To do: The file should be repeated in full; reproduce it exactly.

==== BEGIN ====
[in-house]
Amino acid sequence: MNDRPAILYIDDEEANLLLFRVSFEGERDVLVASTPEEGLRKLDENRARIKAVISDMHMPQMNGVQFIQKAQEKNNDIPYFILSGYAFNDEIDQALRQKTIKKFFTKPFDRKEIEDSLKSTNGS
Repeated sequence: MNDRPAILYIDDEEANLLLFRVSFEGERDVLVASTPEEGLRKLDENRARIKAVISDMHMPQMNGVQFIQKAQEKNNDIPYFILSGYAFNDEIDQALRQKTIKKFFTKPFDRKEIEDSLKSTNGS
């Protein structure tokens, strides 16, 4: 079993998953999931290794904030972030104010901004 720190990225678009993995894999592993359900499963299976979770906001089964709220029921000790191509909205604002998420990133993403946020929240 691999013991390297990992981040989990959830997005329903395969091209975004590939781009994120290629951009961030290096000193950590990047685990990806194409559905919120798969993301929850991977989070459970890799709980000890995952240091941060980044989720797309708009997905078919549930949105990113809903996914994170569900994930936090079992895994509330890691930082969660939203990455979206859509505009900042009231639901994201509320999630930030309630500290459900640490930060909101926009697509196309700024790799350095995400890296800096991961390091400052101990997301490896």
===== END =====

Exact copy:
[in-house]
Amino acid sequence: MNDRPAILYIDDEEANLLLFRVSFEGERDVLVASTPEEGLRKLDENRARIKAVISDMHMPQMNGVQFIQKAQEKNNDIPYFILSGYAFNDEIDQALRQKTIKKFFTKPFDRKEIEDSLKSTNGS
Repeated sequence: MNDRPAILYIDDEEANLLLFRVSFEGERDVLVASTPEEGLRKLDENRARIKAVISDMHMPQMNGVQFIQKAQEKNNDIPYFILSGYAFNDEIDQALRQKTIKKFFTKPFDRKEIEDSLKSTNGS
């Protein structure tokens, strides 16, 4: 079993998953999931290794904030972030104010901004 720190990225678009993995894999592993359900499963299976979770906001089964709220029921000790191509909205604002998420990133993403946020929240 691999013991390297990992981040989990959830997005329903395969091209975004590939781009994120290629951009961030290096000193950590990047685990990806194409559905919120798969993301929850991977989070459970890799709980000890995952240091941060980044989720797309708009997905078919549930949105990113809903996914994170569900994930936090079992895994509330890691930082969660939203990455979206859509505009900042009231639901994201509320999630930030309630500290459900640490930060909101926009697509196309700024790799350095995400890296800096991961390091400052101990997301490896």